Eugene Egerváry (in Hungarian, Egerváry Jenő) can certainly be
considered as one of the founding fathers of what is called today
Combinatorial Optimization. Extending earlier works of Dénes Kőnig,
his classic paper (On combinatorial properties of matrices,
Mat. Lapok, 38, 1931. 16-28. (Hungarian with German summary))
describes the duality theorem for the weighted bipartite matching
problem, which is called today the assignment problem, proves the
integrality result, and develops the underlying idea of the first
primal-dual type algorithm that is called throughout the literature
the Hungarian Method, a name introduced by H. Kuhn who actually used
Egerváry's ideas to develop an efficient algorithm. It is remarkable
that this algorithm turned out to be strongly polynomial.
These ideas of Egerváry have been the prototype of a huge body of later research in areas like network flows, linear programming, matroid optimization, or matching theory. Even in as sophisticated frameworks as the submodular flows the original ideas of Egerváry could be extended.
Given the significance of the Hungarian Method, here in Budapest, the city of Egerváry, several researchers, seniors, post docs and Ph.D. students, felt obliged to establish a research group called Egerváry Research or, in short, EGRES. This is only an informal group not belonging to any one institution and its members actually work for several institutes. We started to run a series of EGRES technical reports to present our results. It is available here, and for request in printed form as well.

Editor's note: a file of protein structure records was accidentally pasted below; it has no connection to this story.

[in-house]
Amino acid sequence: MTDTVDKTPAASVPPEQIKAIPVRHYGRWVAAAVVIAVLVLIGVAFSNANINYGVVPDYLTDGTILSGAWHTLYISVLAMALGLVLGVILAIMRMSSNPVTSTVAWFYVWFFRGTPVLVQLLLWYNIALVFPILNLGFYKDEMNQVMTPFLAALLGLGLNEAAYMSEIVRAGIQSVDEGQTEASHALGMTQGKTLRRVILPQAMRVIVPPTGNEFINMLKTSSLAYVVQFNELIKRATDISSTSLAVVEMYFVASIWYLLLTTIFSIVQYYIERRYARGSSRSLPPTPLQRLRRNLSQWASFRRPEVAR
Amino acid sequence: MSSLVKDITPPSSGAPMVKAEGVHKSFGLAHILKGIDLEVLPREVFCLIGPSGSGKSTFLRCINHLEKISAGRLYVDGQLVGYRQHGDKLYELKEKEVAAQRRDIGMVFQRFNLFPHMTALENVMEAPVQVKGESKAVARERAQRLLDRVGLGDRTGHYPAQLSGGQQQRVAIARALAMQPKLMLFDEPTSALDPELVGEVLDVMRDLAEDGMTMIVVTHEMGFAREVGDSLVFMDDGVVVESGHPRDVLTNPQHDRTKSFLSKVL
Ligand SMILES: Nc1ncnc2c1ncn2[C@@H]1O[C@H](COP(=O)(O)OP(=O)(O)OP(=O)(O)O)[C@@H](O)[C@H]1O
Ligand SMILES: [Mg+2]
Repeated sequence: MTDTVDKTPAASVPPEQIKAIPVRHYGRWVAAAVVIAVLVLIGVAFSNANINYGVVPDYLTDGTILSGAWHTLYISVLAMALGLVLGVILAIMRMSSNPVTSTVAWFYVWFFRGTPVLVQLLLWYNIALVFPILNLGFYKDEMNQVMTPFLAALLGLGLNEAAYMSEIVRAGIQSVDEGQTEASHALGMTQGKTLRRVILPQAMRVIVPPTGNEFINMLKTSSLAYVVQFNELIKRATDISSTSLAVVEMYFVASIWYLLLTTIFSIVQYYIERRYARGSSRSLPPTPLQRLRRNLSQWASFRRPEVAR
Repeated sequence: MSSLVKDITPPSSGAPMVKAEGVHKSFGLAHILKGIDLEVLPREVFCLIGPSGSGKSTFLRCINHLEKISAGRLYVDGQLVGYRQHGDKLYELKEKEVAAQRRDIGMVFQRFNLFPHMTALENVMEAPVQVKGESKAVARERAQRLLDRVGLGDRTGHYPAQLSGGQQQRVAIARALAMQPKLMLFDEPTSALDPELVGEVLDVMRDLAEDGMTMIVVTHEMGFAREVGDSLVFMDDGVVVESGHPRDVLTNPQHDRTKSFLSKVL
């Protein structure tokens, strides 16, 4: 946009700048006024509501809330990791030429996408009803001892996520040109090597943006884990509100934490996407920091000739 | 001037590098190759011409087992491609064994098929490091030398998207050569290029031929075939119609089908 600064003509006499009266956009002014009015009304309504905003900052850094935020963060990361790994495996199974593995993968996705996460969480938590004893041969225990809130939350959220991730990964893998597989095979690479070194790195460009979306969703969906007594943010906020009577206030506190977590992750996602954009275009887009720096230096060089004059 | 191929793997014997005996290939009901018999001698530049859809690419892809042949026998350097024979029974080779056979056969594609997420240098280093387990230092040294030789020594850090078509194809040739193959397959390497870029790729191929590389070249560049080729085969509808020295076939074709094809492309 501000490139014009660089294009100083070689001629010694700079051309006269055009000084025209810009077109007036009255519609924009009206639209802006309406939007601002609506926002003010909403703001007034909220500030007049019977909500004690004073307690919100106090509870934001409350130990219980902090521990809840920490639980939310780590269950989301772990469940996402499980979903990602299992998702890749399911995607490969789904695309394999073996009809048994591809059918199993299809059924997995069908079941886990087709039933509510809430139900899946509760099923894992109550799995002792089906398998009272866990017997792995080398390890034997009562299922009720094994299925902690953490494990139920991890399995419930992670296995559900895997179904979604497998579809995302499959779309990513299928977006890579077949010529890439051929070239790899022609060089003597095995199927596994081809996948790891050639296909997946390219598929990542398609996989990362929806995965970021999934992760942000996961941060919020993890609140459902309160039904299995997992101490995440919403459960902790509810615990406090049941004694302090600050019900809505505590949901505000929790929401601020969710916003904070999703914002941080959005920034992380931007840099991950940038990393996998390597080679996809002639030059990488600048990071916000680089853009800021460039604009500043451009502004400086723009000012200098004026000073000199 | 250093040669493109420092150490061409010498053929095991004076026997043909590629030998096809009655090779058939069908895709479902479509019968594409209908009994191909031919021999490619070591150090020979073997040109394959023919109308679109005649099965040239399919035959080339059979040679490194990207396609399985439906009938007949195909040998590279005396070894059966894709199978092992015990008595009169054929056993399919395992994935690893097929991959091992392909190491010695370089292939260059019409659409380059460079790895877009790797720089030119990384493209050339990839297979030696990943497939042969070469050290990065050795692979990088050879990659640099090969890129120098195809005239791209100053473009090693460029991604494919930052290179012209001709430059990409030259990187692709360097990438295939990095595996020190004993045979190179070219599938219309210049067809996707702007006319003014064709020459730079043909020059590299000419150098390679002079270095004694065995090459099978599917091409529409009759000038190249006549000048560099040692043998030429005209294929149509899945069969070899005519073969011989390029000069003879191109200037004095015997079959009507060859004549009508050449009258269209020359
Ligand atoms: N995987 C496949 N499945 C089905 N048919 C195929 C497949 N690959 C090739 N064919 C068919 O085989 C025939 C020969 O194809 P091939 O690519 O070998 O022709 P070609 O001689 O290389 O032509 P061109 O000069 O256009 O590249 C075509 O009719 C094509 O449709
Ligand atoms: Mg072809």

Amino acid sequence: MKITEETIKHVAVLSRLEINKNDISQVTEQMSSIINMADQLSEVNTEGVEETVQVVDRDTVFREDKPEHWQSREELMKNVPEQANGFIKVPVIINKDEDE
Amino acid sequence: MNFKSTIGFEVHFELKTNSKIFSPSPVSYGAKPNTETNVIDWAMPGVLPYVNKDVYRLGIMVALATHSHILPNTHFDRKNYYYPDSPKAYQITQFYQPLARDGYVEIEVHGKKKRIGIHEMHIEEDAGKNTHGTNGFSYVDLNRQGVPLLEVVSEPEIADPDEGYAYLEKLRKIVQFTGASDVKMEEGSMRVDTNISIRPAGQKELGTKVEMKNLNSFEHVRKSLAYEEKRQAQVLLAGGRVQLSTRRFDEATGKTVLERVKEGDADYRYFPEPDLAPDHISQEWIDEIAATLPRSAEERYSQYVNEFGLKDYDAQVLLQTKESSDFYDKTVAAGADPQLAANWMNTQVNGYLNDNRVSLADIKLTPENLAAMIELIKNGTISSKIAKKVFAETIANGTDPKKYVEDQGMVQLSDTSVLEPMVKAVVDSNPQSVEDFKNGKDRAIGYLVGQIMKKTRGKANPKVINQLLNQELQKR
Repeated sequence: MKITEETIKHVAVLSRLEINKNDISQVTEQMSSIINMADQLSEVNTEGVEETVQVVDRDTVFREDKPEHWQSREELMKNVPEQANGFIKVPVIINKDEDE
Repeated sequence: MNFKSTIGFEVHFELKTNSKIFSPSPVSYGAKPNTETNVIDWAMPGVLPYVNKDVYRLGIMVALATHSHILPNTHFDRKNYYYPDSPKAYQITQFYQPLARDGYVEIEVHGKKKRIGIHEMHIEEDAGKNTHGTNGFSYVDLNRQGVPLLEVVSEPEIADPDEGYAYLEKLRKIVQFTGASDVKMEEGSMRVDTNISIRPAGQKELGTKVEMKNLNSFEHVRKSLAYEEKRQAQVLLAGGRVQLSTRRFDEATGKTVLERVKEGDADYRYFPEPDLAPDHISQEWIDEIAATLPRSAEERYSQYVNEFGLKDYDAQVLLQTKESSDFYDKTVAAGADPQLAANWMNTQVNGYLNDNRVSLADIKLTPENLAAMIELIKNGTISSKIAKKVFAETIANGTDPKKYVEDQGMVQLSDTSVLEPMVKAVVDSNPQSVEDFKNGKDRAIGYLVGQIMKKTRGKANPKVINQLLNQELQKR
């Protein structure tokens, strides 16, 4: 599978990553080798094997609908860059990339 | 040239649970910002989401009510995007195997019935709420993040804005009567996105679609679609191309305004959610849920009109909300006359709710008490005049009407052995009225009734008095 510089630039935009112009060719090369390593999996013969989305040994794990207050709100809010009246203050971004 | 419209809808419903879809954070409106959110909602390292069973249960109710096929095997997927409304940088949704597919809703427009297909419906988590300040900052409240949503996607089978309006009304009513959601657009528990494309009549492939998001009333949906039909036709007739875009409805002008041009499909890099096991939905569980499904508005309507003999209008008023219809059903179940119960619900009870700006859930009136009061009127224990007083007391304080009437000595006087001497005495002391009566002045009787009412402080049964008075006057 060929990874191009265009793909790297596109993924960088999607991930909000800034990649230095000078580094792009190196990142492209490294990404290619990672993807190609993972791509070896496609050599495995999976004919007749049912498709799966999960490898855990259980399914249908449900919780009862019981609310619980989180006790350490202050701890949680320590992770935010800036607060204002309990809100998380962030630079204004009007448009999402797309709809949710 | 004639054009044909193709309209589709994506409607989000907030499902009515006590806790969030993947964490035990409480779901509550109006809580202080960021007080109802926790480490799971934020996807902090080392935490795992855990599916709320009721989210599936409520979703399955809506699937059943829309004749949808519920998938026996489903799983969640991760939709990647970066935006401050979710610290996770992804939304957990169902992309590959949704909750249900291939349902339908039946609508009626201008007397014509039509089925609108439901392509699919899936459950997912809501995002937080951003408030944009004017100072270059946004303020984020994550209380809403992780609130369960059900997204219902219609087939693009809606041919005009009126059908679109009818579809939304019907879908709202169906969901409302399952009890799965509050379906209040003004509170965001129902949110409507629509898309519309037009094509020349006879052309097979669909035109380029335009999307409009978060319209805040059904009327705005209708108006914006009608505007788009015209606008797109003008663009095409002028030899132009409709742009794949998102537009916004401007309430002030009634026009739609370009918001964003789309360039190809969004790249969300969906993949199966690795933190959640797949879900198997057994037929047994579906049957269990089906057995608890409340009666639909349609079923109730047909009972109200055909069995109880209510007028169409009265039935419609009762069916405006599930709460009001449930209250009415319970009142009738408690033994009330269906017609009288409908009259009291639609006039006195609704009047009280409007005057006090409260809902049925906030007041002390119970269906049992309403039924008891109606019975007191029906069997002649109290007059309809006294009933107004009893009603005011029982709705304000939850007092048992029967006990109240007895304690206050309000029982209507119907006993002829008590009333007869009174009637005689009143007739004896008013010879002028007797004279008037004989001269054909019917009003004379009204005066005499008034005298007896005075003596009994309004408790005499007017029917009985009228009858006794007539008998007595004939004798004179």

Our main goal is to follow the tradition laid down by Egerváry and work on combinatorial optimization problems where nice characterizations, min-max theorems and/or polynomial time algorithms can be given. Some of our central themes in combinatorial algorithms and structures are: network and graph optimization problems with special emphases on paths, trees and connectivity, matchings, matroid optimization, submodular functions and frameworks, partially ordered sets, discrete convexity. Applied or near-applied problems are also important for us. One of our basic interests is to explore further the borderline of NP-complete and polynomially solvable problem classes in combinatorial optimization.
We want to provide a forum for exchanging ideas and to promote research in this area. Naturally it is also our main objective to attract talented and interested newcomers.
In order to achieve these goals, we are going to start a homepage for open problems which will not only be a dry list but will contain motivations, links, comments, solved special cases, as well. Naturally, we would greatly appreciate any nice open problem, so if the reader wants to popularite his/her favourite problems, please send them to: email@example.com
Also, there is an Egerváry seminar on Mondays 14:00-16:00 where members give an account on recent developments. The Egerváry Research Seminar on Mondays 16:00-18:00 is a forum for exhibiting our recent research results or discuss ideas, approaches and new problems.
January the 2nd, 2002.